As they bowed out with three final UK and Ireland shows they played through most albums equally, their first album perhaps getting the raw deal.  I never felt a lull in either set, and the emotion and adoration in the theatre was high and incredible.  You could see how chuffed the band were on stage and couldn’t help but think “maybe they will change their minds”.  With a show like this, they ended their career on a complete high.

From a shooting perspective I presumed it would be very dark, barely usable silhouette shots from dark blues/purples and pinks/reds like I’ve experienced at their shows in the past, but to my surprise they were pretty well lit for at least a song or two.  The deep blues did arrive but it didn’t completely make things tricky for the shoot. 

HMLTD: Workmans Club by Aaron Corr

I ran from Juanita Stein's show in The Grand Social and made my way in to Workman's Club (thanks to a Twitter win) and took some more photos for The Thin Air.  HMLTD are a band to be reckoned with.  A GoldenPlec colleague highly recommended them to many of us, saying the four shows he's seen (now five) were some of the best gigs he'd seen that year.  He described them to me as a mix of Fat White Family and Moonlandingz in terms of live spectacle.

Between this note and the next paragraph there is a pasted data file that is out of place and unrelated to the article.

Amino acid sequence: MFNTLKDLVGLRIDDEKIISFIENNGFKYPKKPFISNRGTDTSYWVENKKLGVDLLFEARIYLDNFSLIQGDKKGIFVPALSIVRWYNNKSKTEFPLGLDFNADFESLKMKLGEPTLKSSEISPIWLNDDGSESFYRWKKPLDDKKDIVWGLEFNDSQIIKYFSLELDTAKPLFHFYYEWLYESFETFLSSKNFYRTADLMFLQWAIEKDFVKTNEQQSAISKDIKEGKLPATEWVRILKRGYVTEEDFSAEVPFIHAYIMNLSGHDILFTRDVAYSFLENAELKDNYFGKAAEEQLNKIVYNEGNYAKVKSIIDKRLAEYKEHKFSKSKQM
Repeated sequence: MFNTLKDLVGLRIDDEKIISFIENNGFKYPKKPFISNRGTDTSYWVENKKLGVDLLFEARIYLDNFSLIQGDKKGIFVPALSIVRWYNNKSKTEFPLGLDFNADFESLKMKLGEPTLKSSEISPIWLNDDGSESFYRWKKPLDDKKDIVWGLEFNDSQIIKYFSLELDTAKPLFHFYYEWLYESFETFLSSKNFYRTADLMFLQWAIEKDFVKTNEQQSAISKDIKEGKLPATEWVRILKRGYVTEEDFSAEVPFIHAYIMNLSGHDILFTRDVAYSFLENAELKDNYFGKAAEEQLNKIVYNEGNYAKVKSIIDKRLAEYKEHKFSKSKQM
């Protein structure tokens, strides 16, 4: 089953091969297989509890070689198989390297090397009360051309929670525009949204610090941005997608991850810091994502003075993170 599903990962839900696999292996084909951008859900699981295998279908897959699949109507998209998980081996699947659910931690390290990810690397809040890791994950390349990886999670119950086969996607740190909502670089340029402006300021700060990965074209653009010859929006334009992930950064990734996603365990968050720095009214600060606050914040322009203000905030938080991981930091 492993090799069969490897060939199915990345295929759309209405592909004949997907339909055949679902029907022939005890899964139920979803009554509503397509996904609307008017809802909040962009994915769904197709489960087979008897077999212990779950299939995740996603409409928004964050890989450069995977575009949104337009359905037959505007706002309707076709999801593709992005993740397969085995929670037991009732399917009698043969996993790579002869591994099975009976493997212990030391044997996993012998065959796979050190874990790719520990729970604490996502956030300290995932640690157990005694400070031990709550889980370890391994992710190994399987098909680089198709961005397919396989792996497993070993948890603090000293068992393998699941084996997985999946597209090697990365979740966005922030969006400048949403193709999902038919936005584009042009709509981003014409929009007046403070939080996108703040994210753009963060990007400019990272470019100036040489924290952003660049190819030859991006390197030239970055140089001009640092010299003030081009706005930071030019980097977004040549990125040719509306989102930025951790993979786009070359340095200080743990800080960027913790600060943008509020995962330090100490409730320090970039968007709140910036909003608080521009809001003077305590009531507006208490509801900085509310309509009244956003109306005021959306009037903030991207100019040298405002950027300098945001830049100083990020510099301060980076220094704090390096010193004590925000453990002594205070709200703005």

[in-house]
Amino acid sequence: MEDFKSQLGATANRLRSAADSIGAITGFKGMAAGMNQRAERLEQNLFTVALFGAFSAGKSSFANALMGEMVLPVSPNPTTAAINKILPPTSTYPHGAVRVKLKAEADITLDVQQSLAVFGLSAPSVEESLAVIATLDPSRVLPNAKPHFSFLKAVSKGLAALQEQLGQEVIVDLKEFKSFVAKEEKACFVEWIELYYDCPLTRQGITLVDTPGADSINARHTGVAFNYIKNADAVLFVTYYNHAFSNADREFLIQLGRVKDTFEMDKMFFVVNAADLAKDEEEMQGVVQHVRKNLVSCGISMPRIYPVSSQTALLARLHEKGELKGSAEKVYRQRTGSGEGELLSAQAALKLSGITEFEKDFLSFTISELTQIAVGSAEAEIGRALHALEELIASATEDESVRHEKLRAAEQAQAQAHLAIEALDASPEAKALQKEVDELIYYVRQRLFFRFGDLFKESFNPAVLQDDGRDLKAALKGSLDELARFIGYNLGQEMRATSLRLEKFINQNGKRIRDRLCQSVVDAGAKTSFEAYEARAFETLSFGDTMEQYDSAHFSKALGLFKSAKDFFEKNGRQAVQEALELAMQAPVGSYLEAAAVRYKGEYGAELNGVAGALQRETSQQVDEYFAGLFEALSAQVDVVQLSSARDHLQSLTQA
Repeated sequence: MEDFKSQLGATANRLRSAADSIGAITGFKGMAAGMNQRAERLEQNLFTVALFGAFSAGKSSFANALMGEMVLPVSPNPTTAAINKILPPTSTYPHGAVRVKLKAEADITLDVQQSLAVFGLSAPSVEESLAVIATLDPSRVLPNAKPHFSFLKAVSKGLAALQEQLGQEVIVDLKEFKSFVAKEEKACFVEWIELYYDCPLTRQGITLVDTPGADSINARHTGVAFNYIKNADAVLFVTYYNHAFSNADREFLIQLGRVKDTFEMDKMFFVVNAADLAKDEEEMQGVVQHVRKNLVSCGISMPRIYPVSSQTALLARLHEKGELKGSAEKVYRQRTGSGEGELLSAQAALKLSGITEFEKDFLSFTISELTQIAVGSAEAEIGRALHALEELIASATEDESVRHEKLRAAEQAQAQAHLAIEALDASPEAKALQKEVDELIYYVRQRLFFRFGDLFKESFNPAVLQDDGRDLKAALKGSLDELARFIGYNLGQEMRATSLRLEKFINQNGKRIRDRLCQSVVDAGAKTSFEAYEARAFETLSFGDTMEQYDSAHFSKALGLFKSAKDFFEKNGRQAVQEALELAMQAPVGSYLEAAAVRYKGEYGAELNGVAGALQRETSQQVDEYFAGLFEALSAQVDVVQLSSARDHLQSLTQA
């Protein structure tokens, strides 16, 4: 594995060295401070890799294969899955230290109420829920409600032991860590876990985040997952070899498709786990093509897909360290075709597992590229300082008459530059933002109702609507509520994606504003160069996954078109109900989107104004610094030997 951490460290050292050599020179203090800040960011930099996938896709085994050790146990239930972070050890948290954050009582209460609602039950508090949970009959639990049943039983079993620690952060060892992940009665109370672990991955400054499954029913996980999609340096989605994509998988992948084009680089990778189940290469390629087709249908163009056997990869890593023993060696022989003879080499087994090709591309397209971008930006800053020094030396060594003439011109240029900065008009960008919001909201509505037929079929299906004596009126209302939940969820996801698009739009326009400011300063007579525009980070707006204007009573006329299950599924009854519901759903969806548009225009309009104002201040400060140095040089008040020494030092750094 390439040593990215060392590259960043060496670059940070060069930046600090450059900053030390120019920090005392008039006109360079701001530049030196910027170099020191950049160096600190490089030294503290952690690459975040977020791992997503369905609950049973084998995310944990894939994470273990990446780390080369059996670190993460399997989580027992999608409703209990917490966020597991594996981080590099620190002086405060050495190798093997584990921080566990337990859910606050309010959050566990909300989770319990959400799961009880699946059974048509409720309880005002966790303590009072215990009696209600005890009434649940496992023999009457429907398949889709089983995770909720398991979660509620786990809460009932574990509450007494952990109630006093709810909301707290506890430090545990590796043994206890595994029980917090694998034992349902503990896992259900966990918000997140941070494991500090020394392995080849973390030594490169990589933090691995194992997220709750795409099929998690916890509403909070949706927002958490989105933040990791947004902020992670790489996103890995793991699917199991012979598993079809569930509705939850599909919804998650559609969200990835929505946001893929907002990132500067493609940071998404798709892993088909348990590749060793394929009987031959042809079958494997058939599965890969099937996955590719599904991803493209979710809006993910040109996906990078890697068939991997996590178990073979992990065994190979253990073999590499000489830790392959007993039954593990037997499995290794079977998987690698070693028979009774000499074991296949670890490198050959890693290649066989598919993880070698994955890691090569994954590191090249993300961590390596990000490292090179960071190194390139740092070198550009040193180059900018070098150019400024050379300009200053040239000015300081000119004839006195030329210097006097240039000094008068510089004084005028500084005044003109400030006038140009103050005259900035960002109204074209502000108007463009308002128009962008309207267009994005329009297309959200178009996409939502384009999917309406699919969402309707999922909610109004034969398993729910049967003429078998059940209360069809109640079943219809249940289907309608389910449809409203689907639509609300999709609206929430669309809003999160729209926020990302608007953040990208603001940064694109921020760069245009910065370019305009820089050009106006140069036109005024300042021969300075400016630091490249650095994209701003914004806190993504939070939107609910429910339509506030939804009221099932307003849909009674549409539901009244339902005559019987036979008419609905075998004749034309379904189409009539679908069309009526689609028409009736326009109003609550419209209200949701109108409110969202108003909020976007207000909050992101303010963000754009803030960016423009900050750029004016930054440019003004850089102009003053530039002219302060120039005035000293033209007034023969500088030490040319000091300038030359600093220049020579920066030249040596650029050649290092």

Technical glitches aside, they were brilliant and so much energy.  The half full venue all got into it and lapped it up.  There was no standing far back from the stage in embarrassment, everyone was up towards the stage jumping around.  With a pint in hand, I snapped a few pictures from my various vantage points and then took in the show.  Hopefully by the time they return they will have built a bigger audience to make it a gig to rival their English shows look.

Grizzly Bear: Vicar Street by Aaron Corr